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The Atlantic Daily: Manhunt in Berlin

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What We’re Following

The Search Continues: German authorities continued looking for the suspect behind the truck rampage at a Berlin Christmas market that left 12 people dead and 48 injured. An arrest warrant was issued for 24-year-old Anis Amri, a Tunisian national who applied for asylum in Germany but was rejected this summer. Though not much is known about Amri, who has reportedly used six different aliases and three different nationalities, authorities are offering a reward of 100,000 euros for information leading to his capture.

Policy Reversals: President-elect Donald Trump has pledged to undo a number of President Obama’s policies once he takes office, including taking the U.S. out of the Paris climate agreement, repealing the Affordable Care Act, and stalling efforts to transfer remaining detainees out of the Guantanamo Bay prison. But some reversals may be harder to achieve than others. With the help of a 1953 law, President Obama has blocked indefinitely offshore drilling in parts of the Arctic and Atlantic Oceans. It’s a ban Trump likely won’t be able to reverse—at least not without Congress’s help.

Goodbye, 2016: Many have taken to lamenting the less than savory aspects of the past year by blaming the year itself.  “We know of course, that horror and death appear on a rolling basis, that no one year has a monopoly on tragedy,” Julie Beck writes. “But it’s nice to hope, not that the tragedy will ever stop appearing, but that maybe this next arbitrarily delineated period will hold a little less than the one we’re in now.” So cheers to 2017.


Snapshot

The Monkey Head Nebula, which boasts a colorful collection of young stars, cosmic gas, and dust, is located 6,400 light-years away in the constellation Orion. For more cosmic shots, check out  our Hubble Space Telescope Advent Calendar, featuring new images every day until December 25. (NASA, ESA, and the Hubble Heritage Team)


Evening Read

James Parker on the ninja cure for anxiety:

What do you do, reader, when the imps of agitation are upon you? … Do you have a drink? Take a pill? Reach for your laptop? Shovel a drooping, dripping slice of pizza into your face? Because if America—as John Updike beautifully observed—is a conspiracy to make you happy, it is also a conspiracy to make you anxious, violent, horny, and obese. Stimulated by everything, nourished by nothing, you gape yet more savagely with need: the real need, the intolerable need, the need beneath the needs. So you dose yourself or distract yourself or stuff yourself.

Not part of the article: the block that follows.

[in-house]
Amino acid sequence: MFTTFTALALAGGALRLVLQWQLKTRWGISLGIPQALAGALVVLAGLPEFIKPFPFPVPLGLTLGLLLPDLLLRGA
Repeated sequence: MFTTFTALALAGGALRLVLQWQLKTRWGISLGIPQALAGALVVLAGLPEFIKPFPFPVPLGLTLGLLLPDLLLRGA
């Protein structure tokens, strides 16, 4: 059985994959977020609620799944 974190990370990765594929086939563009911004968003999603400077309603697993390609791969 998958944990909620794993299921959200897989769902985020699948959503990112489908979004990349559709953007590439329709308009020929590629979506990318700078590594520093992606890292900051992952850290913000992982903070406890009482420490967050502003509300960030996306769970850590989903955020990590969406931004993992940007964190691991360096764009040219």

But there is another course open to you: the course of health. You can get fit. You can address yourself to the engine of the body, and drive it and drive it until you are sanctified with shining sweat and glossy with endorphins. Self-medication through exercise. Working out works, at least for some of us: It temporarily settles the rogue brain. Many’s the time, sitting in the gym, on the factory floor of fitness, trembling between sets on some comically inhuman-looking machine, that I’ve wondered, Who else is down here because they’re just barely keeping it together?

Keep reading here, as Parker finds a self-medicating force in extreme-fitness reality TV.


What Do You Know?

1. Oozing yellow slime molds can solve mazes, make decisions, and share memories despite not having a ____________.

Scroll down for the answer, or find it here.

2. Tokyo estimates that it will cost nearly ____________ to host the 2020 Olympics.

Scroll down for the answer, or find it here.

3. In the late 1800s, ____________ were considered to be feminine jewelry.

Scroll down for the answer, or find it here.

Answers: Brain, $17 billion, watches


Reader Response: What You’re Working With

Last month, as part of a series of interviews with more than 100 American workers, we asked you to tell us about your work: The pivotal moments in your career, the times you’ve succeeded or struggled to make it, what your job has taught you about how to treat people, and more. This week and next, we’ll be publishing some of your responses here. This reader says he “found peace and purpose working at a Red Lobster in St. Louis”:

It’s a difficult, confrontational work environment to build friendly relationships in, and it can be easy to vilify not only your co workers but the management and clientele that pit you against them. Despite, or perhaps because, of these tensions my job has taught me more about people and how I can and should treat them than anything else in my life.

I make a conscious effort to rebuild a sense of community for myself and for my coworkers and customers. It’s no master plan, just a daily committal to helping coworkers more often, cleaning more shelves, stocking more boxes, bottling more dressings, building more relationships as well as understanding and forgiving more.

Read more reflections from American workers here, including stories from a waitress and a pizza-delivery driver.


The Atlantic Daily is written by Yasmeen Serhan and Rosa Inocencio Smith. To contact us, email hello@theatlantic.com.

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